What the $900 Billion Stimulus Package Looks Like

(Noted News) — Ravaged from 9 months of COVID-19, the American economy is set to finally get some relief in the form of a $900 billion stimulus package, as well as $1.4 trillion in government spending. 

With congress set to finally sign off on it, attention is now turning to what exactly is inside the package. Generally speaking, the bill is underwhelming; The average person will get $600.

This will add up to $166 billion worth of direct checks being sent to individuals. Anyone making under $75,000 a year will get a check for $600, while couples making under $150,000 a year will receive $1,200 plus an additional $600 per child they have.

$120 billion will go towards enhancing unemployment benefits in the form of $300 per week checks for jobless workers and long-term unemployed gig workers.

$325 billion in stimulus will go towards relieving small businesses, the bulk of that being $284 billion in “forgivable loans” to small businesses. $20 billion will go to businesses in low-income areas, and an additional $15 billion will go to struggling venues, like theaters, museums, or music venues.

$82 billion in education stimulus includes $54.3 billion for K-12 schools and $22.7 billion for colleges. State governors will be given a discretionary $4 billion to spend on education however they like. An additional $1.7 billion will be set aside for the historically black colleges, tribal colleges, and other minority-oriented institutions.

$10 billion will go towards various childcare services, $25 billion for rental assistance, and $13 billion for food-stamps and children-nutrition benefits are also included in the package.

 $69 billion will be deployed into research, testing, tracing, and the administering vaccines during the COVID-19 crisis. 

A controversial part of the package is the $15 billion that will be sent to the dying airline industry. Airlines have suffered perhaps more than any industry, with hundreds of them permanently falling off the map, and surviving ones forced to lay off tens of thousands of employees. 

The stimulus for airlines, dubbed as a “payroll assistance” package, is intended to help airline companies slow down the loss of employees, or hopefully rehire those who have been furloughed. However, since there is no provision to enforce this, airlines are free to theoretically continue getting rid of employees while using the money for other things that benefit shareholders and management, like repurchasing stock. 

Unfortunately for airlines, this stimulus, along with the $25 billion they received in March, is almost entirely insignificant considering their troubles. It is estimated that airlines are burning $180 million in cash every day, with not even hints of an end in sight. In the case of American Airlines, they have lost over half of their market cap, trading at $30 a share before the pandemic, and ten months later are still struggling to break the $16 mark.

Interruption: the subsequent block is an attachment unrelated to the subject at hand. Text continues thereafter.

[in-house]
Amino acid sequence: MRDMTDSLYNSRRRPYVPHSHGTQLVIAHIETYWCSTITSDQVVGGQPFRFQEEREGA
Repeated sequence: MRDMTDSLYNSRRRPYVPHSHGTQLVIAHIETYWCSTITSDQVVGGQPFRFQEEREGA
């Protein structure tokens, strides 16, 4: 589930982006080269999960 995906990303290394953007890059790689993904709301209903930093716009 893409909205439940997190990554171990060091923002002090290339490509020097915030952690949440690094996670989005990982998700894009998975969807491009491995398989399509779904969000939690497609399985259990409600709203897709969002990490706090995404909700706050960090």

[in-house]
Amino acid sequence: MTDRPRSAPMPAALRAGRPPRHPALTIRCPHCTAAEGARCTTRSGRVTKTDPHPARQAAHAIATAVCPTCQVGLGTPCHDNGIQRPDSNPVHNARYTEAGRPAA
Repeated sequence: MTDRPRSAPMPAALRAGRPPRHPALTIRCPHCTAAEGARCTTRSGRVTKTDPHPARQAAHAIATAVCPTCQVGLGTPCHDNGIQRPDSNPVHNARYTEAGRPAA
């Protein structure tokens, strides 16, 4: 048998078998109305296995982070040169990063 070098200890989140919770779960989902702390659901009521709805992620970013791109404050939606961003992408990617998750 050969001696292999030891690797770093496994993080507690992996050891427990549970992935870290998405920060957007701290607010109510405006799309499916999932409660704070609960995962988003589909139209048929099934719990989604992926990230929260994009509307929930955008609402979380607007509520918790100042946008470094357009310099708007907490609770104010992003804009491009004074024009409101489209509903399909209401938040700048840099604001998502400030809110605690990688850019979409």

Investors around the world seemed underwhelmed by the stimulus agreement; All the major US indices slumped roughly 2% after news of the deal spread. Britain’s FTSE 100 fell 3%, the Euro Stoxx 50 fell 3.6%, and Germany’s DAX fell 3.6%. 

The reaction is arguably justified. The very thing that caused this mess is at new levels of severity, with total COVID-19 cases topping 18 million, including over 320,000 deaths and climbing. At the same time, on the other side of the Atlantic, a new strain of the virus has been discovered to be 70% more contagious, triggering new travel ban against flights from the UK in multiple European countries including France, Italy, the Netherlands, Ireland, with more likely to follow. 

With all the chaos, Paul Donovan of UBS Global Wealth Management, said that “The package is more anti-depressant than stimulus, although sending adult Americans $600 might lead to more spending.” 

In order to come up with all the money needed for these packages, the Federal Reserve has printed over $3 trillion US dollars. This means that over 20% of all the American dollars ever created since the founding of the country were created in 2020. This has drawn criticism from many investors, and may also explain global stock markets underwhelming reaction to a stimulus package that was supposed to uplift the sentiments.

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